Pharmacology:

Ethylene glycol is rapidly absorbed once it is ingested and is then widely distributed into body tissues. Peak blood levels are generally seen in 1-4 hours. Exposure to the skin and lungs may cause irritation but does not cause the systemic toxicity in the way that methanol does. Lethal quantities in adults are considered to be 100 ml, but in children much less may cause serious cardiac, renal, and CNS toxicity.

Ethylene glycol itself is relatively nontoxic. After absorption the unchanged compound undergoes glomerular filtration and passive reabsorption. It is then broken down into metabolites that are highly toxic and cause the associated findings of ethylene glycol toxicity. Ethylene glycol is converted to glycoaldehyde by alcohol dehydrogenase. This is the rate limiting step of a reaction in the liver that continues to breakdown the glycoaldehyde into glycolate, glyoxylate, and oxylate (see below).

Inhalation:
 
Vapor inhalation is generally not a problem unless heated or misted. Exposure to vapors over an extended time period has caused throat irritation and headache. May cause nausea, vomiting, dizziness and drowsiness. Pulmonary edema and central nervous system depression may also develop. When heated or misted, has produced rapid, involuntary eye movement and coma.



http://www.embbs.com/cr/alc/alc7.html

Of all Michael Moore's accusations, only 97% are true


 
 
 
 
    Sredni_Vashtar
(Hive Bee)
07-12-04 23:41
No 519000
User Picture 
      Viscous too     

The viscosity of water increases significantly close to zero, add ethylene glycol and it will increase further. A powerful pump will handle this but will maybe double the heating effect on the water from work done.

That's a good point about ethylene glycol, it is acutely and chronically toxic. Propylene glycol is harmless by comparison but more viscous.

I think pure water is best:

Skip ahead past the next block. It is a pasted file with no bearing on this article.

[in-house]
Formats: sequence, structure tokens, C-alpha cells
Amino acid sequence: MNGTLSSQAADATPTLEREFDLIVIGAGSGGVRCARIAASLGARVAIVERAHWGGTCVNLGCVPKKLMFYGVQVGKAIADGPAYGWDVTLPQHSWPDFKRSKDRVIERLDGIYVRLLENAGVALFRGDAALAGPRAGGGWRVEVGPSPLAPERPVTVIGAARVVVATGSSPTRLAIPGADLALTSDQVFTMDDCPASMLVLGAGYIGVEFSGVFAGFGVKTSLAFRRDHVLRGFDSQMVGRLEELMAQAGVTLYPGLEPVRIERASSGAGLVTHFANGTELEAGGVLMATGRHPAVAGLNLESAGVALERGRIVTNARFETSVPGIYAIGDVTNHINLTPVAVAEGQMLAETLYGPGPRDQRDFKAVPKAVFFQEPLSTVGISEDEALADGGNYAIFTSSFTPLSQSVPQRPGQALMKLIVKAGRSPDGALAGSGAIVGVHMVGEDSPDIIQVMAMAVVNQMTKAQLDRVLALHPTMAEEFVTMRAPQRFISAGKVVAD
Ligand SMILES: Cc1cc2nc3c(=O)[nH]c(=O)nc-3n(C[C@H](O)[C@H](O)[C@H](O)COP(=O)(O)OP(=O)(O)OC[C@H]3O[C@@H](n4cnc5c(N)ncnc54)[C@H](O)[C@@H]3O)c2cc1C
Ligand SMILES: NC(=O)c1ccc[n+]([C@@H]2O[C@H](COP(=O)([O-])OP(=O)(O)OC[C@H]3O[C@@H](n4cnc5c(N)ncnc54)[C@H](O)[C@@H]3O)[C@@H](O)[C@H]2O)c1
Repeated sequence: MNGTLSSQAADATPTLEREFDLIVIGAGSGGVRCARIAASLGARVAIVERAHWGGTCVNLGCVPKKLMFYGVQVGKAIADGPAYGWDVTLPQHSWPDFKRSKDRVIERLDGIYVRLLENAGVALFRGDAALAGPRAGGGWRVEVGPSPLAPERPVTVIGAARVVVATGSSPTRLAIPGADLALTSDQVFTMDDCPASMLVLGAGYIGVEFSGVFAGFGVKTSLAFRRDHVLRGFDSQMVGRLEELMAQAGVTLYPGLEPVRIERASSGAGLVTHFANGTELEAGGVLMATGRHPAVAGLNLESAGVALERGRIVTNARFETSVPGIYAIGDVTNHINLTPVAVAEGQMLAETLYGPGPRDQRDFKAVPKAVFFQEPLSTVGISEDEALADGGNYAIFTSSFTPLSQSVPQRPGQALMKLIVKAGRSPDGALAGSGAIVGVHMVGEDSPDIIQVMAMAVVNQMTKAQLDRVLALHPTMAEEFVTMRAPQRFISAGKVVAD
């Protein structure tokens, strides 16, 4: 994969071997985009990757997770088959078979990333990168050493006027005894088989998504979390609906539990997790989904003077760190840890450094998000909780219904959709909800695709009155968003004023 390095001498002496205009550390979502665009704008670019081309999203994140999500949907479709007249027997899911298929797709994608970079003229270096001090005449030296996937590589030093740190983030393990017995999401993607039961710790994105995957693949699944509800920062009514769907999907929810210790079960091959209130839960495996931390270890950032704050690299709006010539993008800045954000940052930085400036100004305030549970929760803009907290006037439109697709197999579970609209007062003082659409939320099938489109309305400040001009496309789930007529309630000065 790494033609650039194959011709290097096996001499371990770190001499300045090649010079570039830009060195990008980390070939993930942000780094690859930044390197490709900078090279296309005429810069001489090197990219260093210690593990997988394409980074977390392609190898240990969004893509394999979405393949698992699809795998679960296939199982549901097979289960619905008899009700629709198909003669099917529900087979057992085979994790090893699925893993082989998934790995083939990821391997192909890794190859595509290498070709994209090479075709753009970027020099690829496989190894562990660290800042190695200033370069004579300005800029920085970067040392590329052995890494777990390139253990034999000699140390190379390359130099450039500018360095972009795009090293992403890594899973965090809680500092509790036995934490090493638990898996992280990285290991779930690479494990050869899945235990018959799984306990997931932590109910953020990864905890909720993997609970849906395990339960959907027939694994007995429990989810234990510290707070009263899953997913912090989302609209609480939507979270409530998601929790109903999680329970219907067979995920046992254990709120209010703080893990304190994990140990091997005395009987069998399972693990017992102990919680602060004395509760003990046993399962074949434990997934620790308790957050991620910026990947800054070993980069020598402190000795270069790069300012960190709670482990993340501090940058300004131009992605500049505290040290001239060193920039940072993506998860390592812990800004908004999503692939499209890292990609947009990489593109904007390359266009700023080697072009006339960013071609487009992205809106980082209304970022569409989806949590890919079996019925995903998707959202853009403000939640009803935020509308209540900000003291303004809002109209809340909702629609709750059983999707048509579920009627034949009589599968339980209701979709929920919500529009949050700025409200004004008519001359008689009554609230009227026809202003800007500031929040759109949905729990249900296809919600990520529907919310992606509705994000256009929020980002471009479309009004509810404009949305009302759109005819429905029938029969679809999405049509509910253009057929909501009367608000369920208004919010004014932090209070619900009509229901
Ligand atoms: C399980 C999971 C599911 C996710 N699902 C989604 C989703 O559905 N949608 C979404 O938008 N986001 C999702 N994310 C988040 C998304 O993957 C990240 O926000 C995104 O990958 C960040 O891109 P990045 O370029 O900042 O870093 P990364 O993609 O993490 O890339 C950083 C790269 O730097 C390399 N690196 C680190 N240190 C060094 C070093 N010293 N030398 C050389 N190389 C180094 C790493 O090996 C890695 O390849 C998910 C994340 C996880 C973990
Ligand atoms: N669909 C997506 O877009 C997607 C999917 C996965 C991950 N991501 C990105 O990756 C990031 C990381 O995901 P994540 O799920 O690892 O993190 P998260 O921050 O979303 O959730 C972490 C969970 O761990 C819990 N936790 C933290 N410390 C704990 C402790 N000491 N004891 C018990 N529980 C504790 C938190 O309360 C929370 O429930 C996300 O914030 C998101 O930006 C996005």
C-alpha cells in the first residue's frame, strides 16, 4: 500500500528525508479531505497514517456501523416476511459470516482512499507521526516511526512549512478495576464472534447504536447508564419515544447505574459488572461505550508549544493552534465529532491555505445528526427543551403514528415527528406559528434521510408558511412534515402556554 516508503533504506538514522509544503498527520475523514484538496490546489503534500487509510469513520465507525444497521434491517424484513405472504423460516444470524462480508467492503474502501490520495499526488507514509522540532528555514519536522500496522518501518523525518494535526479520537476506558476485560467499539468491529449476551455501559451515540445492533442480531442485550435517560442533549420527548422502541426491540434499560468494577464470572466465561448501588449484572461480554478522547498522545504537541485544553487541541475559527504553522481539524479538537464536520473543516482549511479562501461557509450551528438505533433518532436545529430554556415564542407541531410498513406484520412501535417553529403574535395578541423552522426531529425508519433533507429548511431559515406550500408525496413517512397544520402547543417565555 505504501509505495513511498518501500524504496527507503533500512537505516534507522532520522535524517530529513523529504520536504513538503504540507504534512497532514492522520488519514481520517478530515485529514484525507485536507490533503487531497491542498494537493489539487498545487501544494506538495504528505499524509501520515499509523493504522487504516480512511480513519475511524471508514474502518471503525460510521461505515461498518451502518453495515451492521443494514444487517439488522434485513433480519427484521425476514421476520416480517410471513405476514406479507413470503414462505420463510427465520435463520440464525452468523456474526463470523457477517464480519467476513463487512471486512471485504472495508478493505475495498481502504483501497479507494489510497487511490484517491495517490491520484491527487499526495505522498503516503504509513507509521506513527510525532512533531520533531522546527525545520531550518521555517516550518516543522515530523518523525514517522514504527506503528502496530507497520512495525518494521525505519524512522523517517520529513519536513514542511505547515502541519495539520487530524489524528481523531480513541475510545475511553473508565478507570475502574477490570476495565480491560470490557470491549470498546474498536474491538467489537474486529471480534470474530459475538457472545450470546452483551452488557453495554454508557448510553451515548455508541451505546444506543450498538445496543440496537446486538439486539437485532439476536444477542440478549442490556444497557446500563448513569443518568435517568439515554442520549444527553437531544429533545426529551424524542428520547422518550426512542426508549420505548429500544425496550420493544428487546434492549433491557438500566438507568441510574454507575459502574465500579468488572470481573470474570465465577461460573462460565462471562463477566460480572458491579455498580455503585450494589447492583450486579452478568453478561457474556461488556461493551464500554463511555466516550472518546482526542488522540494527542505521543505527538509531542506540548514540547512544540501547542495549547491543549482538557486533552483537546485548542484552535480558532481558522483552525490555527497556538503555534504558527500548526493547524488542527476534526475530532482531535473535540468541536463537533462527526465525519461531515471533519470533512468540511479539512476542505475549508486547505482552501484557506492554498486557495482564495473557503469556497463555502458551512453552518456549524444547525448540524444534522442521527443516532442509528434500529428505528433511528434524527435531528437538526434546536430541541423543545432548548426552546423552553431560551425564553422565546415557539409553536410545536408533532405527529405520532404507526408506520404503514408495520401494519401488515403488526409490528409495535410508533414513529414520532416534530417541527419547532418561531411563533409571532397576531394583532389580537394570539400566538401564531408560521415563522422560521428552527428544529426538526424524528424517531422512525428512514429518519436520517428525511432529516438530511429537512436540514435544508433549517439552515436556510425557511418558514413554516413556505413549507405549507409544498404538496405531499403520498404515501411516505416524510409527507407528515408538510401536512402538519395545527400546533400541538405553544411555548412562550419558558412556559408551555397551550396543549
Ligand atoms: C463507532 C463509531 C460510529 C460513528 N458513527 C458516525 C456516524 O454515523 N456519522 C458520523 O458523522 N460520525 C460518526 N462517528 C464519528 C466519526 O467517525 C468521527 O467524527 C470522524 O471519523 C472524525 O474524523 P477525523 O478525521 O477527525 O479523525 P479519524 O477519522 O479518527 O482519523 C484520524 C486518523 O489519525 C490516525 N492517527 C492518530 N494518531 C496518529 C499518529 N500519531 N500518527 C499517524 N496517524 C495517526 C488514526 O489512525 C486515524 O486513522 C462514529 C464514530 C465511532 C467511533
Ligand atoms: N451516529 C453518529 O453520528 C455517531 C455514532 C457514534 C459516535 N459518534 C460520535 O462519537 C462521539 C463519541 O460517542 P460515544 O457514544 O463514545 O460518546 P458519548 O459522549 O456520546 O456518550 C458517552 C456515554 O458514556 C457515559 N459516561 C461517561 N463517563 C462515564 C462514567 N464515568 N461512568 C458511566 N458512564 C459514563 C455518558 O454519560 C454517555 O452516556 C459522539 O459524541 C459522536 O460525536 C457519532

You can use antifreeze and refrigeration to get subzero coolant temperatures, but for what? Say you wanted to cool down to -5 C: you'd need around 15% ethylene glycol by mass. This would bring the vapour pressure down to around 3 mbar Hg, but the viscosity would be 3 times as much as water at 0 C. Is it worth it for 2 mbar extra vacuum? Plus, you'll need a refrigeration method (old chest freezer etc.). 5 mbar is good enough for most needs. Better to concentrate on getting a very reliable 5 mbar.

Converting an old fridge to cool the pump water might be a good idea though. No more ice. I used to have a 1HP garden pump and that melted a lot of ice.

Sredni Vashtar went forth,
His thoughts were red thoughts and his teeth were white.  
 
 
 
 
    WizardX
(Wizard Master)
07-14-04 03:51
No 519295
User Picture 
      Antifreeze     

Antifreeze solutions for automotive (automotive radiator fluid) contains about 30 to 50% w/v of ethylene glycol in water with some corrosion inhibitors.

A concentration of 15-20% w/v is all we need, because at 5 oC water is still liquid.

If viscosity of water is an issue, you can minimize the viscosity by making a 10% w/v ethylene glycol solution and test the freezing point by placing it in your home freeze. Take periodic temperature measurments to see what temperature it freezes at? Increase or decrease the ethylene glycol concentration as desired.
 
 
 
 
    Sredni_Vashtar
(Hive Bee)
07-14-04 23:45
No 519456
User Picture 
      Antifreeze conc.     

Wizard, the point I was trying to make is that I don't think sub-zero cooling is worth the hassle. You need to add antifreeze and the combined effect of adding anitfreeze and the low water temperature increases the viscosity of the water so much that you need several times more work pumping: this heats the water, so you need much more cooling. All this to get from 5 mbar Hg to 3 mbar Hg.

If you just float loads of ice in circulating water, you can cool it to almost freezing point and enjoy 5 mbar vapour pressure.

If you look at commercial recirculating aspirator stations, they are often like this:

10 L water capacity
150 W water pump
2 aspirators
Optional refrigerated cooling

commercial_aspirator.gif

This goes with what I have been saying: you want as low a power water pump as possible to do the job - anything more wastefully heats the water. If you calculate from flow and pressure requirements, a couple of aspirators need less than 150 W. High pressure, low flowrate pumps are hard to find, so everyone uses massive 0.75 H.P. jobs for a single aspirator and consequently melts loads of ice. Insulating the system helps too.